If you are interested in implementing the Quixote Dispatch platform to support a community-based emergency response network that will prevent fatal opioid overdoses, please send your inquiry.
We do. Calling 9-1-1 is always the best way to ensure that a victim receives the highest level of medical attention. There are also several reasons why relying solely on 9-1-1 and formal first responders is not going to save the most lives:
By calling a community crisis line dedicated to overdose prevention where witnesses can anonymously call and report an opioid overdose
There are certain definite advantages to requesting assistance through a mobile app, but not enough that you would want to replace traditional dispatchers and call centers.
Purported Advantages vs. Actual Disadvantages of App-based Alerting
A range of strategies and tactics can be employed to ensure that sufficient responders will always be available if needed, many of which can be taken from the volunteer fire departments that cover nearly 1/3 of the U.S. population, including:
Ideally, Naloxone would be administered under the supervision of a trained medical professional, but that’s not always possible – nor is it necessarily required
 Rudolph SS, Jehu G, Nielsen SL, Nielsen K, Siersma V, Rasmussen LS. Prehospital treatment of opioid overdose in Copenhagen: Is it safe to discharge on-scene? Resuscitation. 2011;82(11):1414–8.
 Wampler DA, Molina DK, McManus J, Laws P, Manifold CA. No Deaths Associated with Patient Refusal of Transport After Naloxone-Reversed Opioid Overdose. Prehosp Emerg Care. 2011;15(3):320–4.
There’s no way to guarantee total safety for responders – whether for formal responders, like police and paramedics, or for community bystanders – but we believe that a number of factors can help to significantly increase safety:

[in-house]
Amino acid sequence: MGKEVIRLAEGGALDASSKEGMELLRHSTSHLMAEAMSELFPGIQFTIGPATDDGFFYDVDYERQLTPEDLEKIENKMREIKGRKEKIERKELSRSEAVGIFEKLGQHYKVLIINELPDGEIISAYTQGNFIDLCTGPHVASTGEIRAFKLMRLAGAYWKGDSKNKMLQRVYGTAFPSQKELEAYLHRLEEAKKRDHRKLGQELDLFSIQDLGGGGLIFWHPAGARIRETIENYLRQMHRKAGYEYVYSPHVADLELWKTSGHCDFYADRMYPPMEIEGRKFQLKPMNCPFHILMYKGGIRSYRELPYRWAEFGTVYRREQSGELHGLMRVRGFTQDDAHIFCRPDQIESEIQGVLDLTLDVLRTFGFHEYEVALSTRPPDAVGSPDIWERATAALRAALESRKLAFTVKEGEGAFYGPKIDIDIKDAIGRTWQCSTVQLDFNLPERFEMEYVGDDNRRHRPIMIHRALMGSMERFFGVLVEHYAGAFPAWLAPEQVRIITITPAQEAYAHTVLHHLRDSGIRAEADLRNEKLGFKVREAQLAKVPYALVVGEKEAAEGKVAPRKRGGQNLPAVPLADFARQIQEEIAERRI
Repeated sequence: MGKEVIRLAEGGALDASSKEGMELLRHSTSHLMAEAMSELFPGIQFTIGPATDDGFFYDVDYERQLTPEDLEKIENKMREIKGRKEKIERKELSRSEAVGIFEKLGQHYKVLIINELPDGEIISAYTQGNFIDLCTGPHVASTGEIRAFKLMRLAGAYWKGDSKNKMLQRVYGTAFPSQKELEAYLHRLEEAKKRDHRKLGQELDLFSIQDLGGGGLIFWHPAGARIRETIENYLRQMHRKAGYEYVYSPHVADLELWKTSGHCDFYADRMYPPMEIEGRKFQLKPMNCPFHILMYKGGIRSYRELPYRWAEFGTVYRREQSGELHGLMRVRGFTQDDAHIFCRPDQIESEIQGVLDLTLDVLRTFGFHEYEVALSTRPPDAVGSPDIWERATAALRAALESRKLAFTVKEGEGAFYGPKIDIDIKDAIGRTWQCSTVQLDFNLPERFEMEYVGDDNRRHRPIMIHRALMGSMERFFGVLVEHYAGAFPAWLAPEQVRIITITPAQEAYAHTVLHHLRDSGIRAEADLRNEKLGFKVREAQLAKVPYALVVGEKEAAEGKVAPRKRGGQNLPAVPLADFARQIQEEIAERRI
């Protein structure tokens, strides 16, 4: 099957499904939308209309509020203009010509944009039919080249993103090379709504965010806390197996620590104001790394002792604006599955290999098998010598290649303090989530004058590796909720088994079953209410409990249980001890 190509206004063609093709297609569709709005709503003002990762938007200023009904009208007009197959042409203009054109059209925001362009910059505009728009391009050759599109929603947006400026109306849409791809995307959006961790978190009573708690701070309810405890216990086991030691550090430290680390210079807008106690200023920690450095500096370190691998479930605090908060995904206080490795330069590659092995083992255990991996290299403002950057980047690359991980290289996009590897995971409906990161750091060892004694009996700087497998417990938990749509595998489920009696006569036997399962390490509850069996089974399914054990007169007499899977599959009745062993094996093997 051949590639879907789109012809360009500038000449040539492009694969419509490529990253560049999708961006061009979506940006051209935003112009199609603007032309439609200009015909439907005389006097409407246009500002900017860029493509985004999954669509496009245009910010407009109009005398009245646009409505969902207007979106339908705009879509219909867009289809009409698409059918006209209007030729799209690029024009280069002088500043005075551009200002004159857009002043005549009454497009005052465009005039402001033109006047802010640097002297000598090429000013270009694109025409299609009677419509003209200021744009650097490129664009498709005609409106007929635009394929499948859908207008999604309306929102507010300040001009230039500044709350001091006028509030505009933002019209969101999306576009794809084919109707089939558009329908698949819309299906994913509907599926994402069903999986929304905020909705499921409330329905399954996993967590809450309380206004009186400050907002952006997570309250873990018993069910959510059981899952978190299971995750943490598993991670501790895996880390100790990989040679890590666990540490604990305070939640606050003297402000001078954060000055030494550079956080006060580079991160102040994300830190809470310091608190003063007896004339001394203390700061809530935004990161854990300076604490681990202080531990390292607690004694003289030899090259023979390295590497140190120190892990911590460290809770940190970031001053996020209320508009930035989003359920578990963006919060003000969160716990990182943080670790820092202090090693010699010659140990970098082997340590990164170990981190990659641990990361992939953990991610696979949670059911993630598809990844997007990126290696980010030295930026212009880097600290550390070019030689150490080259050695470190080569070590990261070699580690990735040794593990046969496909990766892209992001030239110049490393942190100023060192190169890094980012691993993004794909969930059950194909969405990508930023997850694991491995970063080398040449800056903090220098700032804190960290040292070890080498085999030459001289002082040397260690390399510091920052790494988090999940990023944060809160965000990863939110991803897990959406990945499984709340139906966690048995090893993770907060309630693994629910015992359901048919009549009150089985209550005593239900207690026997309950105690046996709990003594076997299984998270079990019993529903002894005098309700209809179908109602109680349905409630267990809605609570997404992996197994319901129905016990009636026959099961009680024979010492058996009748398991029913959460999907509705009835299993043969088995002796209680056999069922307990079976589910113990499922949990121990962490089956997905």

From our experience as EMS professionals responding to countless overdoses over many years, we have good reason to believe that bystanders may be more likely to mitigate the risks to safety commonly encountered at the scene of an overdose. Overdose victims who have recently been revived through Naloxone administration can be confused and irritable leading to exacerbated behaviors in the presence of law enforcement.
The Program Officer will be tasked with launching new community-based overdose response networks wherever possible. Through this position, thousands of lives will be saved and many more opportunities will be created to continue advancing Quixote’s impact. The Program Officer will be expected to be a quick study of our mission, vision and values; take the initiative; work independently; and show quick results based on the added value they bring by joining our startup venture.
Please send your updated resume with a 1-page cover letter describing why you want to work for Quixote, including a concise summary of what you would do in the first two months if offered the job and any salary demands. Submissions not meeting these criteria will not be considered or replied to.